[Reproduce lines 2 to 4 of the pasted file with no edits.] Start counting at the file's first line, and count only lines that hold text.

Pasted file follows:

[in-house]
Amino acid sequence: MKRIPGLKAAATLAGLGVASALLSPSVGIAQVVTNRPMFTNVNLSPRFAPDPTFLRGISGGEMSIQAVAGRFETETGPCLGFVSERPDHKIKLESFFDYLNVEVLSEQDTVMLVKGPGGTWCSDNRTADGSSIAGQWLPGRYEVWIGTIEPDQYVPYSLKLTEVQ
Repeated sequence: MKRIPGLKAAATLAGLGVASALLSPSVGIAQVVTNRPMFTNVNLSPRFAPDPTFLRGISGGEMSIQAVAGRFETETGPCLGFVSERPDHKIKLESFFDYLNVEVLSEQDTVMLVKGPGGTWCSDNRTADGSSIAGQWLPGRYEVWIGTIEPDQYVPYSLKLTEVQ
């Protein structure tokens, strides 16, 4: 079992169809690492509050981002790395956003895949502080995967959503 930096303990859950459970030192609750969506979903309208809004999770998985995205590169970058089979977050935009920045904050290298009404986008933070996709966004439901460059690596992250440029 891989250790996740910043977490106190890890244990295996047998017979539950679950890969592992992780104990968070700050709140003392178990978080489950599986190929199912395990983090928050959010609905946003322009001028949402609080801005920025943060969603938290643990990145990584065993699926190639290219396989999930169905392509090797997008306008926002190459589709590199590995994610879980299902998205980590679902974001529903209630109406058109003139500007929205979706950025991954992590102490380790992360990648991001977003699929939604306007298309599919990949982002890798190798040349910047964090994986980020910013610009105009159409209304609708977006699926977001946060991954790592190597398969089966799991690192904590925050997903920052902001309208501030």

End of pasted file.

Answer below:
Amino acid sequence: MKRIPGLKAAATLAGLGVASALLSPSVGIAQVVTNRPMFTNVNLSPRFAPDPTFLRGISGGEMSIQAVAGRFETETGPCLGFVSERPDHKIKLESFFDYLNVEVLSEQDTVMLVKGPGGTWCSDNRTADGSSIAGQWLPGRYEVWIGTIEPDQYVPYSLKLTEVQ
Repeated sequence: MKRIPGLKAAATLAGLGVASALLSPSVGIAQVVTNRPMFTNVNLSPRFAPDPTFLRGISGGEMSIQAVAGRFETETGPCLGFVSERPDHKIKLESFFDYLNVEVLSEQDTVMLVKGPGGTWCSDNRTADGSSIAGQWLPGRYEVWIGTIEPDQYVPYSLKLTEVQ
């Protein structure tokens, strides 16, 4: 079992169809690492509050981002790395956003895949502080995967959503 930096303990859950459970030192609750969506979903309208809004999770998985995205590169970058089979977050935009920045904050290298009404986008933070996709966004439901460059690596992250440029 891989250790996740910043977490106190890890244990295996047998017979539950679950890969592992992780104990968070700050709140003392178990978080489950599986190929199912395990983090928050959010609905946003322009001028949402609080801005920025943060969603938290643990990145990584065993699926190639290219396989999930169905392509090797997008306008926002190459589709590199590995994610879980299902998205980590679902974001529903209630109406058109003139500007929205979706950025991954992590102490380790992360990648991001977003699929939604306007298309599919990949982002890798190798040349910047964090994986980020910013610009105009159409209304609708977006699926977001946060991954790592190597398969089966799991690192904590925050997903920052902001309208501030």